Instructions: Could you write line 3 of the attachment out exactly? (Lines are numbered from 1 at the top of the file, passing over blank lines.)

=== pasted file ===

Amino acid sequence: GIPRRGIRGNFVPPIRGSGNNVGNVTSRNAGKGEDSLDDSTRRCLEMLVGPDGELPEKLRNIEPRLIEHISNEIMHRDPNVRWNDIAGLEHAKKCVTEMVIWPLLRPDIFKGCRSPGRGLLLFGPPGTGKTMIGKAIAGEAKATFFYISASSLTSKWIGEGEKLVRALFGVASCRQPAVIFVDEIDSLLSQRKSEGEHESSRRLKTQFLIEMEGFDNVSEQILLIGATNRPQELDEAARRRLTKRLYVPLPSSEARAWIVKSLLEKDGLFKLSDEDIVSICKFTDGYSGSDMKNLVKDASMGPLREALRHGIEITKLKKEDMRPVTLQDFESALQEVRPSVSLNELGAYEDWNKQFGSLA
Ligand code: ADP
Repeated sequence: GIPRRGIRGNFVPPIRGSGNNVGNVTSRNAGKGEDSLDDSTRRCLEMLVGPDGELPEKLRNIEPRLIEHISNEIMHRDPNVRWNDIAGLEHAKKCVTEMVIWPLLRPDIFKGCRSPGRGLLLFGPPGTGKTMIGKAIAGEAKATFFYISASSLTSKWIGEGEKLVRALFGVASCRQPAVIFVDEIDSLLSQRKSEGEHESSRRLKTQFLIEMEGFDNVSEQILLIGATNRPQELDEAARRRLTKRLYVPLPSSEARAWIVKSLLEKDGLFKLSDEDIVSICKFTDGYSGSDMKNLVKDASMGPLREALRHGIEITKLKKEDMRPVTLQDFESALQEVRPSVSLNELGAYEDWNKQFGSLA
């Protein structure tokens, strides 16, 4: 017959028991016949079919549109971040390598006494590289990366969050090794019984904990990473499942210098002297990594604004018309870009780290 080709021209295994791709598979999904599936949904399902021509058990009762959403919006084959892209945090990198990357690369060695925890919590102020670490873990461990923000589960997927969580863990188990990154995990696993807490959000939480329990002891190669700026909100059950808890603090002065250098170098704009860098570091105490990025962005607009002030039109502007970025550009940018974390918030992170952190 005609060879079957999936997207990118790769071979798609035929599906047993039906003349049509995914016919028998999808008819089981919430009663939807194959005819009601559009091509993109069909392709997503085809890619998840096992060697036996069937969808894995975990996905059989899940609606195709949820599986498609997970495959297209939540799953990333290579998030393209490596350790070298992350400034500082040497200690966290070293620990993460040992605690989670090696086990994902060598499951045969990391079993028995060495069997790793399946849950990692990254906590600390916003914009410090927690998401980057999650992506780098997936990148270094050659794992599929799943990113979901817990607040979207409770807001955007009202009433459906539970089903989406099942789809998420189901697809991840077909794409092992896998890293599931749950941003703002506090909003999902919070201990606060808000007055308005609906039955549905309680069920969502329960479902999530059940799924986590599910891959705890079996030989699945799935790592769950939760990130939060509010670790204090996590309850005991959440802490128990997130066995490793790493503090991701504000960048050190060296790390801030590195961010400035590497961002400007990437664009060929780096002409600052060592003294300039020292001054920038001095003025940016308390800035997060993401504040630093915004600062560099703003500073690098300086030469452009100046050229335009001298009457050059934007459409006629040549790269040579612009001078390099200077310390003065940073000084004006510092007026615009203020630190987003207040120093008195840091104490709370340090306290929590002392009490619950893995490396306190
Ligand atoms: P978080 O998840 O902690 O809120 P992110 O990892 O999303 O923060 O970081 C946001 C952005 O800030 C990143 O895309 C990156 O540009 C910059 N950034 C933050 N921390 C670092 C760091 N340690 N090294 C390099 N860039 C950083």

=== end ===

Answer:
Repeated sequence: GIPRRGIRGNFVPPIRGSGNNVGNVTSRNAGKGEDSLDDSTRRCLEMLVGPDGELPEKLRNIEPRLIEHISNEIMHRDPNVRWNDIAGLEHAKKCVTEMVIWPLLRPDIFKGCRSPGRGLLLFGPPGTGKTMIGKAIAGEAKATFFYISASSLTSKWIGEGEKLVRALFGVASCRQPAVIFVDEIDSLLSQRKSEGEHESSRRLKTQFLIEMEGFDNVSEQILLIGATNRPQELDEAARRRLTKRLYVPLPSSEARAWIVKSLLEKDGLFKLSDEDIVSICKFTDGYSGSDMKNLVKDASMGPLREALRHGIEITKLKKEDMRPVTLQDFESALQEVRPSVSLNELGAYEDWNKQFGSLA